Perspectives on the President

Eight Southwest Florida residents sound off on Donald Trump’s presidency

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They are married and single; black, white and Hispanic; a widowed mother of two teenage girls; and a caretaker son of an ailing father.

There are two Iraq war veterans, two nurses, an undocumented immigrant student, a teacher, a taxidermist, a wealthy retiree, and a security guard.

Combined, they don't just represent America. They represent us, here in Southwest Florida.

These are the eight people from Lee and Collier counties that the Naples Daily News, in collaboration with The News-Press in Fort Myers, chose to profile and follow for the first year Donald J. Trump is the 45th president of the United States.

Some voted for Trump, others did not. Some of them fear him failing. All of them hope he succeeds in uniting the country.

Meet them. Learn about them. And revisit their views as we move forward in 2017.

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Jim Deagle

Retired developer hopeful Trump will live up to his promises

 

By Eric Staats, eric.staats@naplesnews.com

When Jim Deagle walks through the clubhouse at Imperial Golf Club in North Naples, everyone smiles and calls him Mr. Deagle. He jokes with other golfers and says hello to the chef.

The retired developer from Ohio golfs at Imperial three days a week. He does a little fishing, but he spends more time reading books by authors like Vince Flynn and Michael Connelly. He didn't always have free time, raising three children and growing a home construction business into a $30 million enterprise.

Deagle's credit wasn't good enough to borrow the $2,500 he needed to start Columbus-based Candlelite Homes in 1963. A friend signed for the loan, which Deagle paid off in a year, ahead of schedule. For Deagle, 81, it's always been about the challenge.

"What I like most about it is seeing a concept on paper and see it come out of the ground," said Deagle, who moved permanently to North Naples three years ago.

His career spent building things is not all that Deagle and President Donald Trump share.

"I'm glad to see Mr. Obama go, and I'm hopeful Donald Trump can live up to some of the things he talked about during the pre-election period," Deagle said.

Among Deagle's hopes is that Trump will reduce environmental regulations that cost businesses time and money. Deagle said he wants clean water, for example, but he doesn't want regulations that he said do little more than damage businesses.

"I think he'll cut through some of that," Deagle said.

On the other hand, Deagle said, he is not opposed to a welcoming immigration policy as long as the people who come to the U.S. want to be Americans and assimilate into this country's culture.

"I think we need a lot of people in this country," Deagle said.

His concerns about health care costs are rooted in his family's own experience: His youngest son has two autistic sons, 8 and 11, and a 13-year-old daughter and pays $30,000 each year for health care, Deagle said.

He thinks the Affordable Care Act needs to be "sorted out," but that parts of it should be kept in place to make sure people can afford coverage.

"Republicans really need to have some kind of program to substitute (for 'Obamacare')," Deagle said.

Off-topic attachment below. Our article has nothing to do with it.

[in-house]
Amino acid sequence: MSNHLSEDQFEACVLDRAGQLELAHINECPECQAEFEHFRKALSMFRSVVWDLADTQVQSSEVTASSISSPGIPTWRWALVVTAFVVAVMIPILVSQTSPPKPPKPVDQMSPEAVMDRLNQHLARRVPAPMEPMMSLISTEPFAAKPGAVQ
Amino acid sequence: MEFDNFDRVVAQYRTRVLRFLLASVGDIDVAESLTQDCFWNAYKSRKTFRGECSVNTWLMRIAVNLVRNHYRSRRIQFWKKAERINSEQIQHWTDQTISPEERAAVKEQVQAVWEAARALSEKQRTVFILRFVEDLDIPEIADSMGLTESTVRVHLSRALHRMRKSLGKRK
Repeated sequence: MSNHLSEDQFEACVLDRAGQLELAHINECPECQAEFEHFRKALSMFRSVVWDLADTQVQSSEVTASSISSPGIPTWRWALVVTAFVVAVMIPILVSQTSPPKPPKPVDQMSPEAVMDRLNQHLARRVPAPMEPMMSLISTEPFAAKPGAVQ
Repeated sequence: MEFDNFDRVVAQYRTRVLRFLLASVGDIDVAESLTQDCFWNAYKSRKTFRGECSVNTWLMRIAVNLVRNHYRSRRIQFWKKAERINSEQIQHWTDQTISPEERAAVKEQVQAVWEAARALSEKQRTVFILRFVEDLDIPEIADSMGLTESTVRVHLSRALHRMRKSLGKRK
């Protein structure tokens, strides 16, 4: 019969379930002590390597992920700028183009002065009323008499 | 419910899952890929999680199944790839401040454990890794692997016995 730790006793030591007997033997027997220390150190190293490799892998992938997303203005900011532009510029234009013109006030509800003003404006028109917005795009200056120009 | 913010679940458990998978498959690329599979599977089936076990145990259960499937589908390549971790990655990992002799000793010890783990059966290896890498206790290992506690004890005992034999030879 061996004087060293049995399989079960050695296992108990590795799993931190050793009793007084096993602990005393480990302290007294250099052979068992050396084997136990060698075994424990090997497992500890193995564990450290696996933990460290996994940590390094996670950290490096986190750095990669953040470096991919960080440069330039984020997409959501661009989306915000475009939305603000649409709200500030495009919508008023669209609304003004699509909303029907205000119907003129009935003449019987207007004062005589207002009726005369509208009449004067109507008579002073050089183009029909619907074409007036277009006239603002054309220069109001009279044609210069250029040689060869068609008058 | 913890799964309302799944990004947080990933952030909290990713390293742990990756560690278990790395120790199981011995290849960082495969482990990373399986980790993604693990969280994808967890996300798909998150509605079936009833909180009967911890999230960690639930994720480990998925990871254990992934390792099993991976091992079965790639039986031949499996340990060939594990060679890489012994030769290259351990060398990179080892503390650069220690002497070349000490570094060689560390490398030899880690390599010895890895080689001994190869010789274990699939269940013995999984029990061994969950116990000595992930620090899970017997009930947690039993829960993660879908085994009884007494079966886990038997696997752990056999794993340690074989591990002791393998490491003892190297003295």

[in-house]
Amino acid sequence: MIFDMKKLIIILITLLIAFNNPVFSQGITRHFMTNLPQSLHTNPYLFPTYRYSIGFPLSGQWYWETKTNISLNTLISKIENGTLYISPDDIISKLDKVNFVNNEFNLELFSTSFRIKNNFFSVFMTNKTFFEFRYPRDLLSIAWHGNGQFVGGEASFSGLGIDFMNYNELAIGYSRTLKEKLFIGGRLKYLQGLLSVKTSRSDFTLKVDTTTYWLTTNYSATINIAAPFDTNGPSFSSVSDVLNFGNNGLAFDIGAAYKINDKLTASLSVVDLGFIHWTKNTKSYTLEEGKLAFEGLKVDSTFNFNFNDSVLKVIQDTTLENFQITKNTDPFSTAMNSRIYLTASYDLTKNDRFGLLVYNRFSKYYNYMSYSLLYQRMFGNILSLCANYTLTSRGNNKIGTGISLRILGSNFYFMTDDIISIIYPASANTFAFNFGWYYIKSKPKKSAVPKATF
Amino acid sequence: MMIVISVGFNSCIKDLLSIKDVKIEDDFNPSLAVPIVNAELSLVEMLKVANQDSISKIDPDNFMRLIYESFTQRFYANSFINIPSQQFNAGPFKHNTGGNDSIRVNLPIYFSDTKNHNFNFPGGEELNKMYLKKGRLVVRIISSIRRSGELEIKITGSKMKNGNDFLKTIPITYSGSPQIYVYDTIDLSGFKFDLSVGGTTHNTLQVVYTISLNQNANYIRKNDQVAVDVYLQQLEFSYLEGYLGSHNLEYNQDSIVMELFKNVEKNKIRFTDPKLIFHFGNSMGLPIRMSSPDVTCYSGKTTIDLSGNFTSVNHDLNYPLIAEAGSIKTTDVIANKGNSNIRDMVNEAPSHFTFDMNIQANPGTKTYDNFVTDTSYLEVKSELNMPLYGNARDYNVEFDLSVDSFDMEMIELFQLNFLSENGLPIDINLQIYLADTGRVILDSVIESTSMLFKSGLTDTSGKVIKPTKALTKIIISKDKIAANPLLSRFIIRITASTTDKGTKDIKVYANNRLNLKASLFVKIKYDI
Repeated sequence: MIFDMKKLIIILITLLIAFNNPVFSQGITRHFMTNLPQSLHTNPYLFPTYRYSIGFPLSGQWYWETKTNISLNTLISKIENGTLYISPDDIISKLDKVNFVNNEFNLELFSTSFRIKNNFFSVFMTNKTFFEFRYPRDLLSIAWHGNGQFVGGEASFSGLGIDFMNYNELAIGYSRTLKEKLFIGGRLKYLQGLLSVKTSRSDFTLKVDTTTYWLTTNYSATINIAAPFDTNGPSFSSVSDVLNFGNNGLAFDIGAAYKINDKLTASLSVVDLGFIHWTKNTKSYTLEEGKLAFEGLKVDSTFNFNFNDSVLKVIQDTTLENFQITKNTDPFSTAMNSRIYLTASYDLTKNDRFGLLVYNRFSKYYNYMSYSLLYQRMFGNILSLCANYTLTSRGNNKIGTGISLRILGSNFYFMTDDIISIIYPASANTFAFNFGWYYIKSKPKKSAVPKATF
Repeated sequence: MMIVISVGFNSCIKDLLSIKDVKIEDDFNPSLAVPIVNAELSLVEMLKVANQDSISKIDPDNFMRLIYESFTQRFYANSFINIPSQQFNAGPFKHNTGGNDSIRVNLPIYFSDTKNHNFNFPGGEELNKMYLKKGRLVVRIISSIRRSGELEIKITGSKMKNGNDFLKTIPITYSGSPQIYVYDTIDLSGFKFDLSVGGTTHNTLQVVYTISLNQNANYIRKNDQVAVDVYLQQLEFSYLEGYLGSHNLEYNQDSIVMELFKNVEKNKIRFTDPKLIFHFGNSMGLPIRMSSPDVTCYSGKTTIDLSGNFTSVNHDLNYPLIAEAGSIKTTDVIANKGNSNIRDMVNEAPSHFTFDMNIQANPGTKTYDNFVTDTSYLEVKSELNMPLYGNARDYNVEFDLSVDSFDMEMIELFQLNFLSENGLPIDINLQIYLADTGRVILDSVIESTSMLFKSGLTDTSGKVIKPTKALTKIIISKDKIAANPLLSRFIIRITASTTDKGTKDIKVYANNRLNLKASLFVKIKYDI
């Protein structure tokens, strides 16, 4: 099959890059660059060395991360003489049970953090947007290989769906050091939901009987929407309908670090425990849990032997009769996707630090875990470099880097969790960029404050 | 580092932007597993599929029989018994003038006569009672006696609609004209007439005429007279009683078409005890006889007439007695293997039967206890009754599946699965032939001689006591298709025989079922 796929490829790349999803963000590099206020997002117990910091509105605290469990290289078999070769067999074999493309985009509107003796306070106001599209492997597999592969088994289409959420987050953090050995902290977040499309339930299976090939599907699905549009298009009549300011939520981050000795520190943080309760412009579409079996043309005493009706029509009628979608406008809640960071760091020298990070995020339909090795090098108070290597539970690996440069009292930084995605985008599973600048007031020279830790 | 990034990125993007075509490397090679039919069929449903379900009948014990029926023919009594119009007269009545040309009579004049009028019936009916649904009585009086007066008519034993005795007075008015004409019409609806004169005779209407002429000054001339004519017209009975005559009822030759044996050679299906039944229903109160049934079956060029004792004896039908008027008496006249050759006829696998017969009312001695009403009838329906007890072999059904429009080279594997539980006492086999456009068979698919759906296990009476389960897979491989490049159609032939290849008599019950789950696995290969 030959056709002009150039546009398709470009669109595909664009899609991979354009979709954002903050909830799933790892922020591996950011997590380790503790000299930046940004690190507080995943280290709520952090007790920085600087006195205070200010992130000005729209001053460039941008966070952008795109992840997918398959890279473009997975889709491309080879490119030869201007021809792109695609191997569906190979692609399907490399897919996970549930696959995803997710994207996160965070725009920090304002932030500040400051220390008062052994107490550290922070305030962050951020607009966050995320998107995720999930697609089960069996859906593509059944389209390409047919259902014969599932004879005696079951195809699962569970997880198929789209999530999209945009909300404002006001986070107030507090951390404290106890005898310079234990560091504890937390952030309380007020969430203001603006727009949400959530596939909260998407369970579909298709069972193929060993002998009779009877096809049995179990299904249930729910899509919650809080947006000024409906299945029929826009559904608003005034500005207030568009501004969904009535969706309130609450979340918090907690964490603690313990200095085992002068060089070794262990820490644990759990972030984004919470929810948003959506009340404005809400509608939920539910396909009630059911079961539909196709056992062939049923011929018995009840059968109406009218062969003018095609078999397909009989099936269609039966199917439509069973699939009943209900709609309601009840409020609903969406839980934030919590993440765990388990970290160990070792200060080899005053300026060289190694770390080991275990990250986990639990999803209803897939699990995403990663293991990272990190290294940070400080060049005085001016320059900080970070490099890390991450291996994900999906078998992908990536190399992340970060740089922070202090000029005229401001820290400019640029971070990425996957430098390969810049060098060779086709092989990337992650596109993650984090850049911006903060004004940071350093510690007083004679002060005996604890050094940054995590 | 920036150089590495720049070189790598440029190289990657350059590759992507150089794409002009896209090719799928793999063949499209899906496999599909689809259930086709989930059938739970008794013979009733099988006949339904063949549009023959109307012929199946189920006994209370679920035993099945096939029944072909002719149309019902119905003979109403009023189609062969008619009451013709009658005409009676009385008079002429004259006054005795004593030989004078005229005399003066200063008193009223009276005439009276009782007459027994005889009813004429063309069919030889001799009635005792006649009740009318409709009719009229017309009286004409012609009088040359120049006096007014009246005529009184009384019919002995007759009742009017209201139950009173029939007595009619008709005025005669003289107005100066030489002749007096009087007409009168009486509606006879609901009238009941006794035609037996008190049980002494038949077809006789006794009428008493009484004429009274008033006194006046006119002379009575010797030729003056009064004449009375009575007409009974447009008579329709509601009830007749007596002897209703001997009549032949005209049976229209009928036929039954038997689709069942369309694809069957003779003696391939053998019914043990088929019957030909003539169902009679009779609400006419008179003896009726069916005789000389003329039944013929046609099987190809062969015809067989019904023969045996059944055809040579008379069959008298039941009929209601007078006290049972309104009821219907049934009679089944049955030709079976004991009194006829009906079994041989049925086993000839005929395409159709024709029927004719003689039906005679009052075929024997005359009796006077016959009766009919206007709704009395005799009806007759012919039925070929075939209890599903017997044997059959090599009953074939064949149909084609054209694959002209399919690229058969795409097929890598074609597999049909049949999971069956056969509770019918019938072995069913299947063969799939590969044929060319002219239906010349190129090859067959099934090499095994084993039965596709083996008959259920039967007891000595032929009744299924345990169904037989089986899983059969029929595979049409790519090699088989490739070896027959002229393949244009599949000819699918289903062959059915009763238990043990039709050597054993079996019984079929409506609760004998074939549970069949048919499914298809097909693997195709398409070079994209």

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Naples retiree Jim Deagle voted for President-elect Donald Trump in the presidential race over Democratic nominee Hillary Clinton. Luke Franke/Naples Daily News

Jim Deagle

Age: 81

Resides: North Naples, full-time for three years

Family: Married, three children, eight grandchildren, three great-grandchildren

Education: Accounting degree from Ohio State University

Occupation: Retired executive

Political party: Republican

Deborah Clay

Nurse recounts tougher social ladder climb than Trump’s

 

By David Dorsey, ddorsey@gannett.com

Deborah Clay used to make $27.50 a day picking cucumbers and peppers, and grading potatoes on an Immokalee farm as a pregnant 14-year-old.

The Fort Myers native dropped out of Riverdale High School, got her GED and earned a 3.5 grade point average at Edison Community College with an associate in arts degree. She applied there for nursing school in the early 1990s but was told by an academic adviser, "You're not nurse material."

Clay then chose to blow that statement to smithereens. She earned an associate nursing degree from Manatee Community College, a master's degree in nursing from the University of Phoenix, and logged more than 20 years as a nurse

Like many African-Americans, Clay, 46, voted for Hillary Clinton in part because she had some serious concerns about a Donald Trump presidency. Clay said she had much farther to climb on society's ladder than Trump ever did. Rung by rung, she has made that climb, from daughter of a cocaine-addicted mother and absent father to teenage mom to driven nurse and mother of four children. Three of them are grown, and her youngest, Adelia, is 17 and a senior at South Fort Myers High School.

Clay said she hopes Trump will back away from divisive rhetoric and work to earn the trust of all Americans.

"Without trust, he won't be able to accomplish much," Clay said.

She also hopes that Trump does not turn his back on those out of work. She has seen others, including her now-sober mother, abuse welfare and use it to buy drugs. But Clay said she was refused welfare — the only time she asked for it as an adult — when her ex-husband was shot and could no longer work. She was told she had been working too long to receive assistance.